These are the most common words and phrases of the time, many of which you may be surprised to note are still very much in use today!
Some entries were the exclusive domain of students (or rather, those of student age; only a very small percentage of the population attended college) or flappers and have been indicated as such with italicized monikers. baby: sweetheart; also denotes something of high value or respect baby grand: heavily built man baby vamp: an attractive or popular female; student balled up: confused, messed up baloney: nonsense Bank's closed.: no kissing or making out ie.
This is the resource for those interested in slang from any decade of the 20th century. beef: a complaint or to complain beeswax: business; student bell bottom: a sailor belt: a drink of liquor bent: drunk berries: (1) perfect (2) money big cheese: important person big six: a strong man; from auto advertising, for the new and powerful six cylinder engines bimbo: a tough guy bird: general term for a man or woman, sometimes meaning "odd," i.e. "Don't futz around." gay: happy or lively; no connection to homosexuality; see "fag" Get Hot! : encouragement for a hot dancer doing his or her thing get-up (1930): an outfit get a wiggle on: get a move on, get going get in a lather: get worked up, angry angster Dion O’Bannion was called Gimpy due to his noticeable limp gin mill: a seller of hard liquor; a cheap speakeasy glad rags: "going out on the town" clothes go chase yourself: get lost, scram.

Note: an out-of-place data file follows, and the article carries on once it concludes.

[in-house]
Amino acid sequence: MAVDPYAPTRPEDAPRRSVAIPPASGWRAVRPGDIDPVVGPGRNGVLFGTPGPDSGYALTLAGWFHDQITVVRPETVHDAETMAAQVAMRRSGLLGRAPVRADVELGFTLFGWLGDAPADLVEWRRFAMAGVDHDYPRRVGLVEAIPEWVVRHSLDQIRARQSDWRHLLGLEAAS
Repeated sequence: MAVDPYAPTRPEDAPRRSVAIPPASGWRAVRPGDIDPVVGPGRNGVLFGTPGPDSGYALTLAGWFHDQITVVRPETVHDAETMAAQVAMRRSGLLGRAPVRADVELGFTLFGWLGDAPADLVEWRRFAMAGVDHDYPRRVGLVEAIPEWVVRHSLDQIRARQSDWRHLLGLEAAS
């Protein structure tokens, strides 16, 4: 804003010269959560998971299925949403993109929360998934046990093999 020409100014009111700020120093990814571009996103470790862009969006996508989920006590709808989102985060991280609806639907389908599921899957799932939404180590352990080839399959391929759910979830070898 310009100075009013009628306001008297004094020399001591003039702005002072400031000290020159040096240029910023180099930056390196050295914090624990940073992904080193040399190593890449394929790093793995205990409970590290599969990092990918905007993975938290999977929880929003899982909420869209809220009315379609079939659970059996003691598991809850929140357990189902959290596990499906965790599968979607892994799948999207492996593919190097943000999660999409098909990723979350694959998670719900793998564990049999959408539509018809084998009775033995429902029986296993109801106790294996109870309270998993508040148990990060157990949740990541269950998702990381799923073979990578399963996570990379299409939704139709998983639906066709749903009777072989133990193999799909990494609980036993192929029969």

The reader will find more Jazz Age slang, along with literally hundreds of other words and selected etymologies. "What a funny old bird." blind: drunk blotto (1930 at the latest): drunk, especially to an extreme blow: (1) a crazy party (2) to leave bohunk: a derogatory name for an Eastern European immigrant; out of use by 1930, except in certain anti-immigrant circles, like the KKK bootleg: illeagal liquor breezer (1925): a convertable car brown: whiskey brown plaid: Scotch whiskey bubs: breasts bug-eyed Betty (1927): an unattractive girl; student bull: (1) a policeman or law-enforcement official, including FBI. gold-digger (1925): a woman who pursues men for their money goods, the: (1) the right material, or a person who has it (2) the facts, the truth, i.e.
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